A Field In England (15)
by Ben Wheatley
Starring Ryan Pope, Reece Shearsmith, Michael Smiley
From 5th July 2013
Director Ben Wheatley has caused more than a ripple with his follow up
to Kill List and Sightseers. Shot in twelve days in black and white this
dystopian and visionary film carries his usual landmark traits. Psychotic
behaviour and gratuitous violence in an ordinary environment, dark humour
and mundane small talk; here in a field, which could be anywhere in England,
or the imagination.
There are only six actors in the film and the credits do not indicate
who is playing who; it could be argued that a seventh, the landscape has
the biggest role of all adding it's own frisson of primaeval antiquity
and danger to the unwary, as only malevolent nature can be.
The action starts with a rag-taggle group thrown together by the 'chance
alchemy of circumstance'. This circumstance is the English Civil War in
1648 between Royalist Charles I, absolutist conduit of God's divine presence
on earth and the Parliamentary New Model Army under Oliver Cromwell,l
fighting for more individual religious tolerance and a more democratic
Whitehead (Reece Shearsmith) escapes from the fighting through a hedgerow,
berated as a coward by his commanding officer, who dies for his trouble.
He is not an army man but has been tasked by his Master to retrieve important
papers purloined by an Irish magus of the black arts, O'Neill (Michael
Smiley), who is intent on using them to find buried treasure.
The field he is now in becomes the domain where another battle is enjoined;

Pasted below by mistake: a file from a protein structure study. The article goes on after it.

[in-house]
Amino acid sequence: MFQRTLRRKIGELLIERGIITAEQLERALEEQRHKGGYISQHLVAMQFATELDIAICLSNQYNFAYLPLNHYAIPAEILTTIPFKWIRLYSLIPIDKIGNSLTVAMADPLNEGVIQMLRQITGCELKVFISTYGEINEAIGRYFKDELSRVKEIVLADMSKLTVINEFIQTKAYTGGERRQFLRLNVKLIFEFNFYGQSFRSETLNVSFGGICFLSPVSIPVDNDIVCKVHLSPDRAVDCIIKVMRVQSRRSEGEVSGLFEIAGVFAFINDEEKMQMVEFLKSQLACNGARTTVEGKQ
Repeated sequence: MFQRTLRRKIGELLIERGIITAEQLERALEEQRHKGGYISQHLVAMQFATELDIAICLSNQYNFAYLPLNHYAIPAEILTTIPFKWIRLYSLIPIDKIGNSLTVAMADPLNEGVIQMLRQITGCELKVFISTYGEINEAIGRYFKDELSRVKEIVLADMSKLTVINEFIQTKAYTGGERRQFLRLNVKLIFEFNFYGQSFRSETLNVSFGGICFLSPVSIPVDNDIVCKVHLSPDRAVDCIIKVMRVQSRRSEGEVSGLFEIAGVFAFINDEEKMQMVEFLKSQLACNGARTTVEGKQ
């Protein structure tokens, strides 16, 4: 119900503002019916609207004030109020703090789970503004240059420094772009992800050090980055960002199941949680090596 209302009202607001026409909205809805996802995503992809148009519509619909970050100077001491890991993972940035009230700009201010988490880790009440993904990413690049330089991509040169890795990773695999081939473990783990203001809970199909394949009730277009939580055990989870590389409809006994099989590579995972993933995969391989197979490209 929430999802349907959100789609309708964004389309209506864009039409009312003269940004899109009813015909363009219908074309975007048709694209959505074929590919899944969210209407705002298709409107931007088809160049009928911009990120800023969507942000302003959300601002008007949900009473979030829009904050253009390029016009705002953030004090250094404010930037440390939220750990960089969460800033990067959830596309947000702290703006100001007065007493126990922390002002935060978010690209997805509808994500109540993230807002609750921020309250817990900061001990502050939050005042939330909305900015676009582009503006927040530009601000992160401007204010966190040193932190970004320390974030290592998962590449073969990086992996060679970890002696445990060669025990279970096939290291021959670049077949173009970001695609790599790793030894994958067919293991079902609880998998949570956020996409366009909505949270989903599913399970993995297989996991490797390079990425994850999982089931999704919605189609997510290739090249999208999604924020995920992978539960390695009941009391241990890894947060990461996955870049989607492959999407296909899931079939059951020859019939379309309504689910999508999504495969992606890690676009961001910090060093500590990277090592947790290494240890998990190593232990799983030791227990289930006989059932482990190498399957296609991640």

that between good and evil, Christ and the Anti-Christ and that between
the human psyches of the two protagonists, as the naive Whitehead is literally
roped-in to be O'Neill's divining rod by bag man and 'King's Angel', Cutler
(Ryan Pope) Two yeoman infantry, one a simple pike-man the other a seasoned
musketeer, become the workhorses and in the process also dig a hole they
can't get out of themselves.
Magic mushrooms, 'sour but passable', are the catalyst for what follows
as the band are led onwards by the prospect of reaching an alehouse, but
Whitehead is on a religious fast and declines the meal. As the hallucinagenic
effects kick-in Whitehead remains unaffected and on meeting his adversary
and intentioned prisoner to be, O'Neill informs him that 'I have conjoured
you; it is official, sir, you are my captive'. Inside his tent, to a backdrop
of horrific screams, he uses his dark arts to excruciating effect. Broken
and trussed like a demented nag and to a maniacal soundtrack, the treasure
hunt begins, with catastrophic consequences.
How will things end?
Well, magic mushrooms will have a further part to play in a climactic
ending, after Whitehead becomes his 'own man' through self-knowledge and
a blackened presence in the celestial spheres presages doom. Elemental
forces sweep the field uprooting O'Neill's tent and scattering it's coveted
contents. As they are stacked into three distinct piles the allusion to
Dr John Dee as the Master and his association with the secretive Order
of the Rosy Cross may have been what the search was all about, not base
metal itself. Perhaps though, as Whitehead explains, 'the true treasure
is here between us, is it not friend'; for in the adversity of a fight
to the death there can be nothing else but comradeship.
Don't worry if you missed it. By the miracle of modern science and marketing
the film has been released simultaneously in the cinema, on TV via Film
4 and on DVD. It's haunting soundtrack is infectious.
Comment left by Kevin Donovan on 12th July, 2013 at 16:58
Great but it's is short for it is. You need its instead.